U.S. Department of Agriculture: Animal and Plant Health Inspection Service


Date of this Version

May 2007


Published in JOURNAL OF WILDLIFE MANAGEMENT 71(4):1098–1106; 2007.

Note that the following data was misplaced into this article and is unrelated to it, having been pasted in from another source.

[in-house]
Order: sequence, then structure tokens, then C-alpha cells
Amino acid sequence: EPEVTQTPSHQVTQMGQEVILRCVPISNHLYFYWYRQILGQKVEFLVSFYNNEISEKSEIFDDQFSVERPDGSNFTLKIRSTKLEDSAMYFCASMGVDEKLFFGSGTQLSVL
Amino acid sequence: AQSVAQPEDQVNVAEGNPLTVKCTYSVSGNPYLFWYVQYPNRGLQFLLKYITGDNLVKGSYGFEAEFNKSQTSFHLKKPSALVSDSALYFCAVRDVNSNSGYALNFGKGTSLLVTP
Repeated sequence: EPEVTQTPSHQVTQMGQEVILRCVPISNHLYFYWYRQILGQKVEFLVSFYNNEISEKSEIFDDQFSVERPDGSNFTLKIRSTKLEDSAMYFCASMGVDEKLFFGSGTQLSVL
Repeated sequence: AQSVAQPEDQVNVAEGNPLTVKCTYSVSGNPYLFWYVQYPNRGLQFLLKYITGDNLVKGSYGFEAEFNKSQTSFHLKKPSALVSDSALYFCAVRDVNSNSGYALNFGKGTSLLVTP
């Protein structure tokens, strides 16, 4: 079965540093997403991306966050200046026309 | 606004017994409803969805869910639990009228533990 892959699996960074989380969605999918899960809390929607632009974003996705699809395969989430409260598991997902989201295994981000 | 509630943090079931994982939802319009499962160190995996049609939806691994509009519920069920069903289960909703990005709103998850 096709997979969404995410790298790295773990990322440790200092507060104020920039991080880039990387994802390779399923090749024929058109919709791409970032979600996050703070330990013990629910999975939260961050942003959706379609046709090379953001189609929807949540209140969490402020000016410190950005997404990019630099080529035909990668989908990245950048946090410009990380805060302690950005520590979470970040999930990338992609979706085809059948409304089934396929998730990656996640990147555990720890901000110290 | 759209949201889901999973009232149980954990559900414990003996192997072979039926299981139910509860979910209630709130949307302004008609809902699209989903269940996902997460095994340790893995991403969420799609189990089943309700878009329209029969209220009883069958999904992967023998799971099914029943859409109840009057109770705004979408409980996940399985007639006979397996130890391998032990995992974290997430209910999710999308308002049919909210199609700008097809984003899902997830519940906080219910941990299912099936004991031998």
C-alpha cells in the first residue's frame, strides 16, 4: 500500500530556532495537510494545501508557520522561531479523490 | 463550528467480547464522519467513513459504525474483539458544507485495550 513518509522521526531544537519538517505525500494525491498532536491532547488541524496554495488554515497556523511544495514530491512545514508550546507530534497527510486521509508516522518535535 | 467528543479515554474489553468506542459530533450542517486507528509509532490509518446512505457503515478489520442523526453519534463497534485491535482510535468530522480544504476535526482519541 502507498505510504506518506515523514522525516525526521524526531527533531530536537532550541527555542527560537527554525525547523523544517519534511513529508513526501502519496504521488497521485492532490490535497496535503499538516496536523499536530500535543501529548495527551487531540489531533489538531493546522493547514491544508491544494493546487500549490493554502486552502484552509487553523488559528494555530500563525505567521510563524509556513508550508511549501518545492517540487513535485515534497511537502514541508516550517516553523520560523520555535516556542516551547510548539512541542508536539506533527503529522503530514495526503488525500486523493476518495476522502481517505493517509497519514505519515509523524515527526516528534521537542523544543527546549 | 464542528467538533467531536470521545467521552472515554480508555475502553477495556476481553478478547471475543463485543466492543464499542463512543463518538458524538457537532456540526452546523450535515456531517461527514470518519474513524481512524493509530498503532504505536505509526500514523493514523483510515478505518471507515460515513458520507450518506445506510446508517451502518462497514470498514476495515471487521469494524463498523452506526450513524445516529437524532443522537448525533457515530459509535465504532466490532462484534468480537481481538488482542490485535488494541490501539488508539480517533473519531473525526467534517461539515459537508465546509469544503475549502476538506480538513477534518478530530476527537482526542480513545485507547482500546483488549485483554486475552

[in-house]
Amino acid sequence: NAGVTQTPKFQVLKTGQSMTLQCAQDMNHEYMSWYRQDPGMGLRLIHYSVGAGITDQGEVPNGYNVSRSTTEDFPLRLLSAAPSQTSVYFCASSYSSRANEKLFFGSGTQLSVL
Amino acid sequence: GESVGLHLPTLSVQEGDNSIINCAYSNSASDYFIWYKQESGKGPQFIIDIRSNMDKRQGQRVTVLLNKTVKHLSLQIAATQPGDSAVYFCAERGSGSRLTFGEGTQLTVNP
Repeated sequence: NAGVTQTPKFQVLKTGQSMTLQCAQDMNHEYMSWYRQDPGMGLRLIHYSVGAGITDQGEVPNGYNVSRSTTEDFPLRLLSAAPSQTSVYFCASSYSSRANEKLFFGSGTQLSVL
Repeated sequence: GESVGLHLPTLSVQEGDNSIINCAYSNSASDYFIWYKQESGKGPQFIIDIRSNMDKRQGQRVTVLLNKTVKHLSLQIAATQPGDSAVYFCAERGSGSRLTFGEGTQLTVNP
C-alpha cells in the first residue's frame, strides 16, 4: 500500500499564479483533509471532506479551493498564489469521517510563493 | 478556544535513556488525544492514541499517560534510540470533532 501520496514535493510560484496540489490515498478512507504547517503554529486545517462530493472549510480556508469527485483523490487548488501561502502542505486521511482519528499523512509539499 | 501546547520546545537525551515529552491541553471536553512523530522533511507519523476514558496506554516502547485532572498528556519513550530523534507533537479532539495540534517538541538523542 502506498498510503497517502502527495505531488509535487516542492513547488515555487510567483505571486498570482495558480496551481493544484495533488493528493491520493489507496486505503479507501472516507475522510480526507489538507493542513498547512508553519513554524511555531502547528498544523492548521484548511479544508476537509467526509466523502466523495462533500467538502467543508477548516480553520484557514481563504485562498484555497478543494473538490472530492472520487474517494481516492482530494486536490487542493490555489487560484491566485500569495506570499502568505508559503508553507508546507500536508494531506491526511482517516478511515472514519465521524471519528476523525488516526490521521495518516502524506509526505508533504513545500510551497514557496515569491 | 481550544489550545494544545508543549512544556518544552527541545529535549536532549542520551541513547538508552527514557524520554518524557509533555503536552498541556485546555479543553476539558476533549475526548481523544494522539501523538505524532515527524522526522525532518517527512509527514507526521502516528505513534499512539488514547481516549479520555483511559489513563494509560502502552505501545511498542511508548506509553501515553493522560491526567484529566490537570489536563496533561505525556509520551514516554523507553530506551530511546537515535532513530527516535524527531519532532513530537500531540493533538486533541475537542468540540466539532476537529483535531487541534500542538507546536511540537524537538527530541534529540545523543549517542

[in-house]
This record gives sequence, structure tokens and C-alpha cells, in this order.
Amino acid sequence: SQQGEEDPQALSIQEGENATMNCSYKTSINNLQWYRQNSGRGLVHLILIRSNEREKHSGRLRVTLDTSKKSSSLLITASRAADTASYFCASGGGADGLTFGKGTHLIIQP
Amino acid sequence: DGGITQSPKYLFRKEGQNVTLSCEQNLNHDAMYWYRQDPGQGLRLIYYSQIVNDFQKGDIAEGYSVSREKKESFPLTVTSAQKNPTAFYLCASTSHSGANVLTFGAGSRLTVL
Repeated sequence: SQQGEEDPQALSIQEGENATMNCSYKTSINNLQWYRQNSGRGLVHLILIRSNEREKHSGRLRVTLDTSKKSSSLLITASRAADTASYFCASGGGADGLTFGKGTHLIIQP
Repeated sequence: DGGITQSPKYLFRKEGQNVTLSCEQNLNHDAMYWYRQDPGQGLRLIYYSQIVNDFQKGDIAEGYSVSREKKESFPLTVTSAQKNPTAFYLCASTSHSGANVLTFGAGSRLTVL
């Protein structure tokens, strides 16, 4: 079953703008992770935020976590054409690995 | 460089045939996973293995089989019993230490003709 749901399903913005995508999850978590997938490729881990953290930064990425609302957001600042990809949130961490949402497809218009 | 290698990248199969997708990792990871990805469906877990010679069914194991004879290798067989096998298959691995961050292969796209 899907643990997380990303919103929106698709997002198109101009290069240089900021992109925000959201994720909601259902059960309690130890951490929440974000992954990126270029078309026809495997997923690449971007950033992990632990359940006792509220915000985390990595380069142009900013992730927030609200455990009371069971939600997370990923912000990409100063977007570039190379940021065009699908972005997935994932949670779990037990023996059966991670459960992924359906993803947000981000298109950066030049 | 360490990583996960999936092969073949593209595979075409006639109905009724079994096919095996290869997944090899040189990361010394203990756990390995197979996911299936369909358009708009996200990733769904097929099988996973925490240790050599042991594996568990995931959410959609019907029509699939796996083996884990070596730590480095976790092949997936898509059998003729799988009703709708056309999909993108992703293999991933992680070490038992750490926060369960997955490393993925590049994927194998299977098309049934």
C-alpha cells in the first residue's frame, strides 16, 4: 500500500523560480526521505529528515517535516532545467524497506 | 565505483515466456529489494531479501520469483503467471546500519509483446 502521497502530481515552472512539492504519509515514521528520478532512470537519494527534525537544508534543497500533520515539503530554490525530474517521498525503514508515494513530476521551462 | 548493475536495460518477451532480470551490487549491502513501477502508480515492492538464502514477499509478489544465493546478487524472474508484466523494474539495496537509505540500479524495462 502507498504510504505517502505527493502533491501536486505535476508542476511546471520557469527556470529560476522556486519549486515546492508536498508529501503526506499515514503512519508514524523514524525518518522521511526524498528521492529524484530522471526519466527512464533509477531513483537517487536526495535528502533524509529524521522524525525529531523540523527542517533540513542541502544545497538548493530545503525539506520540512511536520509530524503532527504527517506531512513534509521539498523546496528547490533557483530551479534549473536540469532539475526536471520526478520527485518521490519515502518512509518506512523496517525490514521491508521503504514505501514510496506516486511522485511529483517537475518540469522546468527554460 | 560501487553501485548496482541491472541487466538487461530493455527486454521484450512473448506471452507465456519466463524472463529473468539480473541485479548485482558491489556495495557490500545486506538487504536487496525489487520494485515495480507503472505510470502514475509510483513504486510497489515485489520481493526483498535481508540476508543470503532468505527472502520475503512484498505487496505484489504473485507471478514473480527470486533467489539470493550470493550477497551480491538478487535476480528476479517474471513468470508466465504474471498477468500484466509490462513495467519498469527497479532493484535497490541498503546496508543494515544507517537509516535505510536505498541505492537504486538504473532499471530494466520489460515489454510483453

Numerous studies have documented how prey may use antipredator strategies to reduce the risk of predation from a single predator. However, when a recolonizing predator enters an already complex predator–prey system, specific antipredator behaviors may conflict and avoidance of one predator may enhance vulnerability to another. We studied the patterns of prey selection by recolonizing wolves (Canis lupus) and cougars (Puma concolor) in response to prey resource selection in the northern Madison Range, Montana, USA. Elk (Cervus elaphus) were the primary prey for wolves, and mule deer (Odocoileus hemionus) were the primary prey for cougars, but elk made up an increasingly greater proportion of cougar kills annually. Although both predators preyed disproportionately on male elk, wolves were most likely to prey on males in poor physical condition. Although we found that the predators partitioned hunting habitats, structural complexity at wolf kill sites increased over time, whereas complexity of cougar kill sites decreased. We concluded that shifts by prey to structurally complex refugia were attempts by formerly naive prey to lessen predation risk from wolves; nevertheless, shifting to more structurally complex refugia might have made prey more vulnerable to cougars. After a change in predator exposure, use of refugia may represent a compromise to minimize overall risk. As agencies formulate management strategies relative to wolf recolonization, the potential for interactive predation effects (i.e., facilitation or antagonism) should be considered.